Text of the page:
An associated benefit includes the fact that a workforce feels heard and supported, while also developing skills that are valuable for the company. This sense of enhanced wellbeing can lead to increased levels of motivation and a sense of progression. In turn, this can positively impact employee retention, with an additional benefit that recruitment costs are reduced. In some cases a company may also become an employer-of-choice as their reputation for caring and giving their employees a voice, spreads.
Change in the form of new products, reorganisation, or a new approach, is a constant and necessary state for organisations if they are to remain current and viable. Robertson (2015) states that “it’s important for us to acknowledge that change or leading change processes will continue to be difficult unless we can fully understand that it is we, ourselves, who need to change first” (p. 11). Therefore, “no single leader, no matter how visionary, driven, or persuasive, can mandate such change to occur” (Harkins, 2005, p. 154). Rather, it is essential for a manager to help their team develop themselves, while also working on relationships so that they become a high-functioning team, which embraces dissonance, are respectful of diverse viewpoints, and can solve the most challenging problems with a minimum of conflict. While some teams may already exhibit all of these ways of working together, many will not, and this is where a coaching approach can be a great benefit (Harkins, 2005). The focus of the coaching relationship in these situations is likely to be the strengths of the team members, and the ways in which they are already working effectively together. Also, if the change or issue being faced appears to be overly-complicated, a coach can help a team develop strategies to identify bite-size next steps.
Working with existing teams and employees in a coaching relationship can be a more efficient way of fostering change, and supporting those employees who, for instance want to move into leadership roles. Whitmore (2009) outlines how people can be catalysed into taking opportunities that can lead to a change in attitude and viewpoint - both of which are fundamentally important in shaping outlook. Coaches can ask new questions about a person’s job, relationships and lifestyle that can help them re-assess their purpose, life, and values. As such, two primary products of coaching are a growth of a person’s awareness and responsibility, which apply to all aspects of life. As such, coaching has been shown to have longer lasting results, because it both encourages and supports an individual to change their behaviour while maintaining a positive level of motivation and sense of wellbeing. The individual, in turn, is more likely to use their initiative, share with their team, and be curious and innovative. An additional benefit is that those managers who develop coaching skills are more willing to delegate and pass on “responsibility to colleagues [to] ‘push accountability through the organisation”. As such, by “using coaching appropriately ... [they] give them[selves] more management time” (Espin, in Weekes, 2008, p, 29), helping to increase productivity and oversight of quality.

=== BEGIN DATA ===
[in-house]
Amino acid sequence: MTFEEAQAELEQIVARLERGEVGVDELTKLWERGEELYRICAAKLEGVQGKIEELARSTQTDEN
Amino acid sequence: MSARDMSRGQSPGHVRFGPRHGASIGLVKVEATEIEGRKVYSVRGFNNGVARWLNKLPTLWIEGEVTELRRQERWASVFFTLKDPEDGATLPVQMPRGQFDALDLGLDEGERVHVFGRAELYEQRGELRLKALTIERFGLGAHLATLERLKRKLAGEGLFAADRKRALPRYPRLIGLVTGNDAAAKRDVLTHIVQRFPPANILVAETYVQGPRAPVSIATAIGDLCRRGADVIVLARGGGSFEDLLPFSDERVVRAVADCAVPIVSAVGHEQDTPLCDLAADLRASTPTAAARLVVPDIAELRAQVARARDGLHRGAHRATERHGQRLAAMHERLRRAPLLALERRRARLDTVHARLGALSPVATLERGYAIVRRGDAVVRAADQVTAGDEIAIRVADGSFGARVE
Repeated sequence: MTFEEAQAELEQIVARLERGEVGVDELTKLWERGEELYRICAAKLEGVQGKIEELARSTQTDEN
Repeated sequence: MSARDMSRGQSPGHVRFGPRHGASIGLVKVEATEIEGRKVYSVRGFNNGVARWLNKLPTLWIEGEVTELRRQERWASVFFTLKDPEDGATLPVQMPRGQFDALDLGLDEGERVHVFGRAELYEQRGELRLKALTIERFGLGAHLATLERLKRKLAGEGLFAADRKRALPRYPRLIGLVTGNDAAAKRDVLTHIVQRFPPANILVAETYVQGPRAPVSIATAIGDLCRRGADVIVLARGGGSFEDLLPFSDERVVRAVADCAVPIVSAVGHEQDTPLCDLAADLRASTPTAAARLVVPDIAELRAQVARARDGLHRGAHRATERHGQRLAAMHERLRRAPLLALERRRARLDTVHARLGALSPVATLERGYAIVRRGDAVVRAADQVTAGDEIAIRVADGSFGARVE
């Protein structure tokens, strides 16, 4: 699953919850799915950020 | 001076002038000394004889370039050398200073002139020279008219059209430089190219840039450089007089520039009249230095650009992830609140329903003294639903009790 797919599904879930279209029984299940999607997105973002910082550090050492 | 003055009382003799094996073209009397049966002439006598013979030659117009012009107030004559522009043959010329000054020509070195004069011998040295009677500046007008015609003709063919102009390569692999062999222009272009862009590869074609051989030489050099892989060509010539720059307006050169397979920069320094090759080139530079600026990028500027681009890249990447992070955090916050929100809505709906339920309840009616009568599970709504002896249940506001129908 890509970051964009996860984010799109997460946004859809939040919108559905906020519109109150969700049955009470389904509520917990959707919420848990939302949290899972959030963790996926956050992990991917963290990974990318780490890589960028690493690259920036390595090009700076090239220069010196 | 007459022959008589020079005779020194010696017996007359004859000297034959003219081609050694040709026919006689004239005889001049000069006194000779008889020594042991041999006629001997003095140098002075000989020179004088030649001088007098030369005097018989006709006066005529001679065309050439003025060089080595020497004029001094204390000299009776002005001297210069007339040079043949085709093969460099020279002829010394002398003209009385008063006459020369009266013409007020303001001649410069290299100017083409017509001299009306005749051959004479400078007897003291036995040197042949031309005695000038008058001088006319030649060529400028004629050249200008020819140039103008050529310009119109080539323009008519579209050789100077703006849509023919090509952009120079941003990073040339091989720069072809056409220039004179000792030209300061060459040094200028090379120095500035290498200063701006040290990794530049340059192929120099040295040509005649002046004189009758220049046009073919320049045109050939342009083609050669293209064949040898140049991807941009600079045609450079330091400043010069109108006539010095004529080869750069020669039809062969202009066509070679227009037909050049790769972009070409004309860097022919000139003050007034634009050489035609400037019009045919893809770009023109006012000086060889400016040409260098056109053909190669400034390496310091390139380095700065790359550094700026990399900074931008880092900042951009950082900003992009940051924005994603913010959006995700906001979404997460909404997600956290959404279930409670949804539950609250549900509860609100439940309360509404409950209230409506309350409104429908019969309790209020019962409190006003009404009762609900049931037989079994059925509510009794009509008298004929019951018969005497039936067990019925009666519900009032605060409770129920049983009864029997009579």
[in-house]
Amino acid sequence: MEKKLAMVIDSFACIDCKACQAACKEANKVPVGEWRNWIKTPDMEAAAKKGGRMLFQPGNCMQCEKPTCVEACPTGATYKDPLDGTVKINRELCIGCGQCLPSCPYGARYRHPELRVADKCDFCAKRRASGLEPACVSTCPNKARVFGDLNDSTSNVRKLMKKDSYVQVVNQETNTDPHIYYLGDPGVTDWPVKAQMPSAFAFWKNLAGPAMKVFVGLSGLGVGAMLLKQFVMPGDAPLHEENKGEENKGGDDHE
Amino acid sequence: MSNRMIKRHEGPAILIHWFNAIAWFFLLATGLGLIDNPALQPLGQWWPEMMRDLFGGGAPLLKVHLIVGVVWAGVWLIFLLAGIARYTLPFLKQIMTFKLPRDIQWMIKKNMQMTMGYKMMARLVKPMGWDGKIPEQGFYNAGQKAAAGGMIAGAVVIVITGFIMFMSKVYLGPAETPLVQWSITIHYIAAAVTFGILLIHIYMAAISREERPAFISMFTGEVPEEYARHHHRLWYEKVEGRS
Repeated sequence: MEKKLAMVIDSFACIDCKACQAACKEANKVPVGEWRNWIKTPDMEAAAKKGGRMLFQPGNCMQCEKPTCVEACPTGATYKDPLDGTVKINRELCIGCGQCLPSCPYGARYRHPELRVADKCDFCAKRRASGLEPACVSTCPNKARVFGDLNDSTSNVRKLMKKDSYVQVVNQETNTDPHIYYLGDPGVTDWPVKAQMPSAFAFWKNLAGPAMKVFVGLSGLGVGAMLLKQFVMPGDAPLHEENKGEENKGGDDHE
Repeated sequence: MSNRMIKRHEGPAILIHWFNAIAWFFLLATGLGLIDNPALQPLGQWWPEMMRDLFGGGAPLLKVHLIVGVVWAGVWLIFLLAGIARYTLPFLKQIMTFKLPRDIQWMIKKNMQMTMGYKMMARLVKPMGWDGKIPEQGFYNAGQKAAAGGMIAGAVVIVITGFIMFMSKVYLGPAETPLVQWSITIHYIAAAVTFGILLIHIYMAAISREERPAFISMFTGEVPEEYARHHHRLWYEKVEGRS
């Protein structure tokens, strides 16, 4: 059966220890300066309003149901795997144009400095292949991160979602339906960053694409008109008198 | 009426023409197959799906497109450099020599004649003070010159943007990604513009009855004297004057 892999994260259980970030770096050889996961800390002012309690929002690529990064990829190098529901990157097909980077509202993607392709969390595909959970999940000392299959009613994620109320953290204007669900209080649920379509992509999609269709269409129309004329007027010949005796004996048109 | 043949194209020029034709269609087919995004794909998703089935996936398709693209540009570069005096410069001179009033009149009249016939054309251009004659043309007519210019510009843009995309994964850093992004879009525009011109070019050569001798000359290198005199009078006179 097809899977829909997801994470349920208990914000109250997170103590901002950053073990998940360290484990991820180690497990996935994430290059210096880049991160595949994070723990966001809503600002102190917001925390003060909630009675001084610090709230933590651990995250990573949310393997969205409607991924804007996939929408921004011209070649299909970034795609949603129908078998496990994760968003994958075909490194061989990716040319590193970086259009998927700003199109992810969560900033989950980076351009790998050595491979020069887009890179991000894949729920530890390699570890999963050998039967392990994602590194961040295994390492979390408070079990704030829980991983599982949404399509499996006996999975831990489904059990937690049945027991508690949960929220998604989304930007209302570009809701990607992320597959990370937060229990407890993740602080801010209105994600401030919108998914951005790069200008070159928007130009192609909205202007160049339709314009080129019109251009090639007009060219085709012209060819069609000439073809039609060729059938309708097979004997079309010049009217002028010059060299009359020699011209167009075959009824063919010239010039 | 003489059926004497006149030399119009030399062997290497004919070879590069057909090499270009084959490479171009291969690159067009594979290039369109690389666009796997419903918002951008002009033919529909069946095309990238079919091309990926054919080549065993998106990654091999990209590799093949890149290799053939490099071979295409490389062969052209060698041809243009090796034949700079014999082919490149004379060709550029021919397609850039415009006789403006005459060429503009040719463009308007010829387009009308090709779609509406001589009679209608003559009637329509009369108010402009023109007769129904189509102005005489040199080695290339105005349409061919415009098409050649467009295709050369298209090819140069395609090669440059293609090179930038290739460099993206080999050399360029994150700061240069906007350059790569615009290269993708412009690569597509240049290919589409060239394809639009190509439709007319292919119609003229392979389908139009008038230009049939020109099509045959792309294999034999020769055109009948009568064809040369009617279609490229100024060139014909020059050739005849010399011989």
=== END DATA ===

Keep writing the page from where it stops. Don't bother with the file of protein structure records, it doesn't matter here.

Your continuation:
These are only a few of many, diverse benefits that coaching can bring to an organisation. The question that remains for me is, can an organisation afford not to embrace coaching?
Compass. CC ( BY ) licensed image by Vivek Raj: https://flic.kr/p/5CsUyY